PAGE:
Gino Micciche, 92, of 111 Arcade Ave., Jamestown, died Sunday (Feb. 23, 2014), in the WCA Hospital.
He was born in Milan, Italy, on Jan, 23, 1922, the son of Vincenzo and Carmela Martorana Micciche. His family lived close to Milan’s famous Opera House, La Scala, where Gino attended operas and listened to the discussions of Toscanni and other Italian opera personalities in the galleria across the square. Gino’s love of Italian opera and the fine arts continued his whole life. He was energetic, gifted, creative, generous and giving. He was nicknamed by friends, the Count of Milan.
Always a hard worker and entrepreneur, at the early age of 8 or 9, he sold cushions for outdoor La Scala concerts, bicycled fresh fish to restaurants, worked as a dishwasher and cappuccino/expresso maker in elegant expresso bars in Milan, including one near the famous Santa Maria Delle Grazie Church, where the famous mural-fresco, the Last Supper by Leonardo da Vinci is located.
Following graduation from secondary technical school, he enrolled and at-tended the Bocconi Institute of Art until enrolling in Navy school in 1940. Because World War II was heating up, he was commis-sioned early and began patrolling boats, made deployments on submarines in the Adriatic Sea and served on a destroyer protecting convoys to Yugoslavia, Albania and Greece from the Mediterranean. After Italy surrendered to the Allies, Gino helped to form the first Italian Marine Battalion and went on to command a platoon at the front lines at Monte Cassino. He was awarded the Italian Gold Medal of Honor.
Following the war, Gino worked for the Italian government as a guard, and inspector of large gas tank-er trucks with the Shell Oil Company, preventing black market business. His dream was to come to America, and in 1949, Gino left Italy for the United States, with the Italian Soccer Federation and came to stay permanently in Jamestown, with his Uncle Martoranna and family and became an American citizen. He played goalie on the Jamestown Viking soccer team for many years.
Because of his artistic and creative abilities, Gino was immediately employed as a decorator at Union National Furniture, where he gold-leafed Lucille Ball’s red bedroom set. Later, he worked at United Lumber Co. as a cabinet maker. He also worked nights refinishing and antiquing furniture on his own. In 1958, he started his own company, Builtrite, on Monroe Street and employed eight to 12 people. They made store fixtures and had customers as far away as the Boston Store in Erie, Pa. In 1962, he purchased and began Jamestown Wood Working in Celoron, making more cabinet and wood furniture parts and products and employed more than 80 peo-ple. Jamestown Woodworking made office furniture, cabinets and designed wood components for such places as the Cadillac building in Detroit, 300 of-fices at Christian Science Motherhouse in Boston, Metropolitan Opera Offices in New York City, Cornell College’s proscenium, Thiel College dormitory furniture and many church pews, including three Jamestown churches. In 1972, Gino sold Jamestown Woodworking and became an independent wood broker, traveling a great deal in the United States and Europe.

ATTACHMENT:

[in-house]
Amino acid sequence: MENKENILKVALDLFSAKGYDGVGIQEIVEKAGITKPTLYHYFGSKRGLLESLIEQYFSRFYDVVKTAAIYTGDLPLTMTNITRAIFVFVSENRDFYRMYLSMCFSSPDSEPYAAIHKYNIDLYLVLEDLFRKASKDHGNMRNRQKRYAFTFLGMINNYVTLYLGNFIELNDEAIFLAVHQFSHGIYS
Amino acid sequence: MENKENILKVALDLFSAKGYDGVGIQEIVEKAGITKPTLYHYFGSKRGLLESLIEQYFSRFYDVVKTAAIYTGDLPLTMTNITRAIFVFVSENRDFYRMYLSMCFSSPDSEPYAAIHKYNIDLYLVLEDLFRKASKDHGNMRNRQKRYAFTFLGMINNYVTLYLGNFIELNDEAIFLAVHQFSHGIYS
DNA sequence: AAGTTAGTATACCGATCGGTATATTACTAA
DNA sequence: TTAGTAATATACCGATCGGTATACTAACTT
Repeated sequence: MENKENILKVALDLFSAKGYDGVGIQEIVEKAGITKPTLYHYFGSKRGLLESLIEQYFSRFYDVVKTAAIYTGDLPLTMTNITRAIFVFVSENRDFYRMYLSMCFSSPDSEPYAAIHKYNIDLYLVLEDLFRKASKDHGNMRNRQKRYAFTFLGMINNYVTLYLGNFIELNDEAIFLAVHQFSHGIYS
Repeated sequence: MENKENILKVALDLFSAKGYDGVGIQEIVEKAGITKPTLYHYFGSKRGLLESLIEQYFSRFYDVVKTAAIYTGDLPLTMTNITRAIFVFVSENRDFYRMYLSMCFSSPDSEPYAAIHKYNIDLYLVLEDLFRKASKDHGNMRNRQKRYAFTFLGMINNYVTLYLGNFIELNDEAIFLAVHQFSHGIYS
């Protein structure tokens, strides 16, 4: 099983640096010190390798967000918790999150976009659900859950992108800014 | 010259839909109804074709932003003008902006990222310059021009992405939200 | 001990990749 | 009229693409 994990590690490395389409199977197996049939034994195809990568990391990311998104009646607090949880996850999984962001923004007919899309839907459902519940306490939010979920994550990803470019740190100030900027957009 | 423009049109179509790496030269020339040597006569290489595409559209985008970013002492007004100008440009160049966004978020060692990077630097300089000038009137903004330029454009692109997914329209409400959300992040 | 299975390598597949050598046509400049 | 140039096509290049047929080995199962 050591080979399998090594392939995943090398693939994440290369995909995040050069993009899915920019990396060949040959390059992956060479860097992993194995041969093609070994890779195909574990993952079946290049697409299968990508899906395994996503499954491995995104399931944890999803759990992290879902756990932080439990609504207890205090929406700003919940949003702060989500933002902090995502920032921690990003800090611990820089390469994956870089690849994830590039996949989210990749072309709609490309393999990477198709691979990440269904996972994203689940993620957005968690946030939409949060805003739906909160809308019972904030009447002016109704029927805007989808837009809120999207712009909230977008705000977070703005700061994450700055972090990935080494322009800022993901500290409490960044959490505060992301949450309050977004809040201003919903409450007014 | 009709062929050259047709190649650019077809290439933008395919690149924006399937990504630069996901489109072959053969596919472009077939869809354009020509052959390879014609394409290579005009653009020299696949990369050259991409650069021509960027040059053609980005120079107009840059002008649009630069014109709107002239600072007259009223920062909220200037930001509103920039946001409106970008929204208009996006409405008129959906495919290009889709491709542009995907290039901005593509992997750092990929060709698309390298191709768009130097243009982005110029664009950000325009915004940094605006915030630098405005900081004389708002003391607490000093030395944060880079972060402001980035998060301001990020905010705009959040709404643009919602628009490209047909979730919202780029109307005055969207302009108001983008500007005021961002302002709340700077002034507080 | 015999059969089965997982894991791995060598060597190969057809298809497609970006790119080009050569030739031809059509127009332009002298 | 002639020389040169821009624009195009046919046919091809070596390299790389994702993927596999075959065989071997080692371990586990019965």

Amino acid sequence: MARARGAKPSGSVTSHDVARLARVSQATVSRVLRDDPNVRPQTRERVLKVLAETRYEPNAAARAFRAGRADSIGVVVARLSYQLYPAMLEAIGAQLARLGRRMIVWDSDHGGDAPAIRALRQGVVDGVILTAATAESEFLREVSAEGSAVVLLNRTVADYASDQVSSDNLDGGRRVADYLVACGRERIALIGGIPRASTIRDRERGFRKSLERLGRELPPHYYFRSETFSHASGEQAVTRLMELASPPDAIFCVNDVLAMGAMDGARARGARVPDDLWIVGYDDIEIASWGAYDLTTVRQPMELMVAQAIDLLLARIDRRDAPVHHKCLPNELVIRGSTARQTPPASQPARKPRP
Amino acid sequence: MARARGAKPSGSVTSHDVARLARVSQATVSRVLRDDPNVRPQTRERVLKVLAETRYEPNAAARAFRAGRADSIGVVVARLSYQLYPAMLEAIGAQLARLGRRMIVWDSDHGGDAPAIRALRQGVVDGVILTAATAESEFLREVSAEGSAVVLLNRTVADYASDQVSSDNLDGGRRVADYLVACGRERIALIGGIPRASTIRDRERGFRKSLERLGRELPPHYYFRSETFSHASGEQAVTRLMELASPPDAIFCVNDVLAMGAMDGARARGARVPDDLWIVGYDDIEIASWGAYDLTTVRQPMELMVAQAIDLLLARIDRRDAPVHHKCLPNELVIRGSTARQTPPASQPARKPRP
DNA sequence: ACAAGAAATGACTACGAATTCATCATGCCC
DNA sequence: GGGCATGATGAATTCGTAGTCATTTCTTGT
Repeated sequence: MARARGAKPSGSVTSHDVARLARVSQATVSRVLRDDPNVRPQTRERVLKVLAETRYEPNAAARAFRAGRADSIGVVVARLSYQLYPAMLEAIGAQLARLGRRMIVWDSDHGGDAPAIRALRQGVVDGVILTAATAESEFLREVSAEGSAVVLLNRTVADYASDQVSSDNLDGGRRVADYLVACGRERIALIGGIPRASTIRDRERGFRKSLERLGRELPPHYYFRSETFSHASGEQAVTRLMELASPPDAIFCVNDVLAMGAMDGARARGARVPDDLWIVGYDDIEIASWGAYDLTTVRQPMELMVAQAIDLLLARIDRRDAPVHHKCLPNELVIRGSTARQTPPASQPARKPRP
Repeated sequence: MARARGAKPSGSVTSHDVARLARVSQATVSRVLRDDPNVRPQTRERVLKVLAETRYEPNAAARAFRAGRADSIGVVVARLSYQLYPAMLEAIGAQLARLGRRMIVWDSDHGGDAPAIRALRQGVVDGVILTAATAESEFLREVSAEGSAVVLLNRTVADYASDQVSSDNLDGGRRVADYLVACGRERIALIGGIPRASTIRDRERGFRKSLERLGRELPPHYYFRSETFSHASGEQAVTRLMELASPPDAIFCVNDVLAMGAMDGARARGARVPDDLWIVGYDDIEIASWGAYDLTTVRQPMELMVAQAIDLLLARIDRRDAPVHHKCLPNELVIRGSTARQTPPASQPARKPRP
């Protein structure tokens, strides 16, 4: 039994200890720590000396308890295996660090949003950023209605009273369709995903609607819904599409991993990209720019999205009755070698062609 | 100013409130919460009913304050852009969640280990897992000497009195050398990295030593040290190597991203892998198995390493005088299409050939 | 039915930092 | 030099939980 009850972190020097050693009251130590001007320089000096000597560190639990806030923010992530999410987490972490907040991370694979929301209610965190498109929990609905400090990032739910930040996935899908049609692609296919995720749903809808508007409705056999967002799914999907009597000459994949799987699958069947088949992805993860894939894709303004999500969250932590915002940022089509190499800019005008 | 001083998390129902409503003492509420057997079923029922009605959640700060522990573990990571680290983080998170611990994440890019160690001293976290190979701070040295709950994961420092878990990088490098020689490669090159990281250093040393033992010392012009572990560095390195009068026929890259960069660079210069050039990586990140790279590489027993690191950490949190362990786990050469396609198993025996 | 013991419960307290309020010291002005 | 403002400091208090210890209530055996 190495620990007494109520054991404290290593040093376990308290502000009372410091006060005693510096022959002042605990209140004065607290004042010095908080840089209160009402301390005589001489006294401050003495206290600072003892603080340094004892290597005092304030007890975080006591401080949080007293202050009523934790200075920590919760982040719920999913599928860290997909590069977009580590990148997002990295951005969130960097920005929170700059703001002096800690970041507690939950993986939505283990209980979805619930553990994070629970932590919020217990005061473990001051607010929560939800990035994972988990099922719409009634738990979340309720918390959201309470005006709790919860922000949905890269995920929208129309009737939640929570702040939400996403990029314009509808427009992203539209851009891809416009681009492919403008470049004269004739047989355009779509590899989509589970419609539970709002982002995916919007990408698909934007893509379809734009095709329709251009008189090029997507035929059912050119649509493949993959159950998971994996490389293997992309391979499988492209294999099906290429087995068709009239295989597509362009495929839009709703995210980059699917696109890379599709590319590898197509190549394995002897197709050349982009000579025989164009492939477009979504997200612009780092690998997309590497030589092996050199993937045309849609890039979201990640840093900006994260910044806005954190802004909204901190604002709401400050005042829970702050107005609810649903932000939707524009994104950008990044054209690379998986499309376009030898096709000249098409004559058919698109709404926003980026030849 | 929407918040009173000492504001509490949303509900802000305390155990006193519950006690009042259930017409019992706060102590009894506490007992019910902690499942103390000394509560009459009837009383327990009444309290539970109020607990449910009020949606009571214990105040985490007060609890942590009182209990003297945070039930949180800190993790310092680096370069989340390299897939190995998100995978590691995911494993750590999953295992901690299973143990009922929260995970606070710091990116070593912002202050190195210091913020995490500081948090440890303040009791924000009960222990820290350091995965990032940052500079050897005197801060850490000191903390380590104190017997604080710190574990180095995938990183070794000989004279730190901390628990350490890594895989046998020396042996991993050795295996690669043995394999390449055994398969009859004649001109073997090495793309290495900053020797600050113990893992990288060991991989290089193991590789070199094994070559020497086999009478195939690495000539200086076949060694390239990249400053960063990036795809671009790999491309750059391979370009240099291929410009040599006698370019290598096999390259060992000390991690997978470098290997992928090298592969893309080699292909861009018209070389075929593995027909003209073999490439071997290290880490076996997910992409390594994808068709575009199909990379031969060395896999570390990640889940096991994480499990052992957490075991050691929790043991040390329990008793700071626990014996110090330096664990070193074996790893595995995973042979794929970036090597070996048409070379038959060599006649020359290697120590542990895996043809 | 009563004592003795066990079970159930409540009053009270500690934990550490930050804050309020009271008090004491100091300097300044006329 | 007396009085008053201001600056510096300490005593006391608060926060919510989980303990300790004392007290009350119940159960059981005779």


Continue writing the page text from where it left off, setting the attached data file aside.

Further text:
Two of Gino’s great pas-sions were cooking and golf. During his business travels both nationally and internationally, he would study cook books and visit with chefs in fine restaurants, learning the “art” of cooking. He called himself a “creative cook” and wrote hundreds of his own recipes, culminating in three published cookbooks, ”Natural Italian Cooking: Volume 1 Zuppe, Volume 2 PASTA and Volume 3 Pranzi.”
Gino was a member of Moonbrook Country Club for 42 years. He continued enjoying golfing at Maplehurst Country Club and was looking forward to golfing there this spring. He won many golf tournaments. He holds a patent on two of his creations including the “rotator” golf club and creative boards.
Gino was one of the original members of the Italian American Golf Tournament and organized Jamestown’s Italian sister city in Cantu, Italy, worked with Sarita Weeks in organizing Jamestown Concert Association’s concerts, including opera singers in the 1960s. He is a member of the Noon Jamestown Ro-tary Club, Elks Club and First Lutheran Church.
He is survived by his wife, Patricia Colander Micciche, whom he married on Nov. 20, 2002, in Venice, Italy; a son, Vincent J. (Carm) Micciche; and a daughter, Catherine J. (Robert D.) Hallberg, Jamestown; five grandchildren: Michael V. (Stacey) Micciche and Lisa M. Micciche, Jamestown, Andrew J. (Michelle) Micciche, Franklin, Va., Jennifer (Max) Falkowski, Sinclairville, and Stephanie (Craig) Warnshuis, Erie, Pa.; 10 great-grandchildren; two stepsons: Skylen Freet (Marion) Sandy, Oregon and and Starson Freet, Dunkirk, N.Y.
He was preceded in death by his first wife, Nuncia Lucca Micciche, who died Feb. 20, 1998; and by six brothers and sisters; including Giovanna Marchini and Joseph Micciche.
The funeral service will be held at 10 a.m. Thursday in First Lutheran Church. The Rev. Dan Nagle, pas-tor, will officiate.
Entombment will be in Holy Sepulchre Mausole-um. Friends will be received on Wednesday from 4-7 p.m. in the Hubert Funeral Home and Cremation Services.
Memorials may be made to the Elks Lodge, 339 E. Fourth St., Jamestown, NY 14701 or to Jamestown Ro-tary Club, P.O. Box 454, Jamestown, N.Y. 14702.
You may send con-dolences to the family by visiting www.hubertfuneralhome.com.